“God’s will is determined by His wisdom which always perceives, and His goodness which always embraces, the intrinsically good.” —C.S. Lewis

“Let us never suppose that there is any lack of charity in speaking of hell. Let us rather maintain that it is the highest love to warn men plainly of danger, and to beseech them to ‘flee from the wrath to come.’ It was satan, the deceiver, murderer, and liar, who said to Eve in the beginning, ‘You shall not surely die.’ (Genesis 3:4.) To shrink from telling men, that except they believe they will ‘die in their sins,’ may please the devil, but surely it cannot please God.” —J.C. Ryle

“You aren’t the only person with your skill. But you are the only person with your version of your skill.” —Max Lucado

“There is nothing natural about the Christian life. It is all supernatural. It’s a life dependent upon miracles from the very beginning (including your conversion). And it simply can’t be lived without faith in the supernatural.” —David Wilkerson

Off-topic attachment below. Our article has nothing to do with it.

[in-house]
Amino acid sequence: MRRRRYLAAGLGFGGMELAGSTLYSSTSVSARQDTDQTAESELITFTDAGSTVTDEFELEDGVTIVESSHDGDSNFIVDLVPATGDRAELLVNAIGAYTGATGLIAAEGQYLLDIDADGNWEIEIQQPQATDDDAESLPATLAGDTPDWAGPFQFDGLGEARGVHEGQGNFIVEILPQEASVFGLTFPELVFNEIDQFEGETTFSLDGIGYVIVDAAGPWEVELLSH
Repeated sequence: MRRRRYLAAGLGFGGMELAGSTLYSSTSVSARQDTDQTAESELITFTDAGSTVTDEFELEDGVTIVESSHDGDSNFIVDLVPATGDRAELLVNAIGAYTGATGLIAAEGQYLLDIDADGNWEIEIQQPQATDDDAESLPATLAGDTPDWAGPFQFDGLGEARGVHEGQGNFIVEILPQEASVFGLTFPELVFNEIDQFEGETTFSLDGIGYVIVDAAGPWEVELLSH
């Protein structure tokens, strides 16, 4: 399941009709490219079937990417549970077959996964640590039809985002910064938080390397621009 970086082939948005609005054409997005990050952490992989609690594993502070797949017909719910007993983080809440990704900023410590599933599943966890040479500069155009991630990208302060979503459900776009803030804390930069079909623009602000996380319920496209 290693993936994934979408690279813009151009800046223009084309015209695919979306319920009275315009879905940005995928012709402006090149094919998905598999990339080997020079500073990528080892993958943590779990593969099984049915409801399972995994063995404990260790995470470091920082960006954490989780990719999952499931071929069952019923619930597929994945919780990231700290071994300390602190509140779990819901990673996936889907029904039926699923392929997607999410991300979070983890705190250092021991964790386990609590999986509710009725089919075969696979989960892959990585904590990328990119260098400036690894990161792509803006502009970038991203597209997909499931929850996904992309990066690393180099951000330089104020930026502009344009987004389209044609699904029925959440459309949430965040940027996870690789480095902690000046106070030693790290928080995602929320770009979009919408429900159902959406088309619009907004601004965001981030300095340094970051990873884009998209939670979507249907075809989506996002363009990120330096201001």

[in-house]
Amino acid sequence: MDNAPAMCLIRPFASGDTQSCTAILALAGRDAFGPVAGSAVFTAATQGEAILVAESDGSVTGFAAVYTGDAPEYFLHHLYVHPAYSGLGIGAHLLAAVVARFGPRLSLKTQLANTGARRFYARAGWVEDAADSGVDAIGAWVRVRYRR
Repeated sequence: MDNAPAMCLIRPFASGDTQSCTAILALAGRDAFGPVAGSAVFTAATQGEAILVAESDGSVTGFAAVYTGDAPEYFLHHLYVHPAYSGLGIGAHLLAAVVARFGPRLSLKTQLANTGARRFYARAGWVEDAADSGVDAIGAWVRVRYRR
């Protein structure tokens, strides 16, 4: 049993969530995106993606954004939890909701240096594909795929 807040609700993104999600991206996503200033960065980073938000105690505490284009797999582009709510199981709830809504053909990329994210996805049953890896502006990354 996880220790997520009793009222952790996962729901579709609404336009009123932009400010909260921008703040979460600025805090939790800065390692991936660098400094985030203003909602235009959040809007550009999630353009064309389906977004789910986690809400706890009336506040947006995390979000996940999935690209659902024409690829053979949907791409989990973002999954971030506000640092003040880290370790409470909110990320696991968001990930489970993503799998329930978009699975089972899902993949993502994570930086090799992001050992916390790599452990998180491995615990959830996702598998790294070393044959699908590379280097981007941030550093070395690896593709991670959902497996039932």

It is time for science to detach itself from an atheistic worldview. Douglas Rushkoff states, “By starting with Godlessness as a foundational principle of scientific reasoning, we make ourselves unnecessarily resistant to the novelty of human consciousness, its potential continuity over time, and the possibility that it has a purpose.”

Detroit Tigers fans (like me!) will love this: an interactive map that shows where every Tiger has been born.

John Stonestreet asks, “Why is pop music so angry?” Check out his answer in Bad Blood.

[VIDEO] John Maxwell challenges us to find someone we can inspire this weekend—

 

Diary Of A Jackwagon (book review)

Diary of a JackwagonI’m a huge Tim Hawkins fan! He proves time and time again that you don’t have to be crass to be funny, but that intelligent insights are perhaps a bigger laugh than the base stuff. So I was really looking forward to reading Diary Of A Jackwagon.

This book, Tim explains, is like his personal journal of observations. So you get a little insight into his craft. Indeed it was fascinating to read some of the seed thoughts that became a bit in his public comedic routine.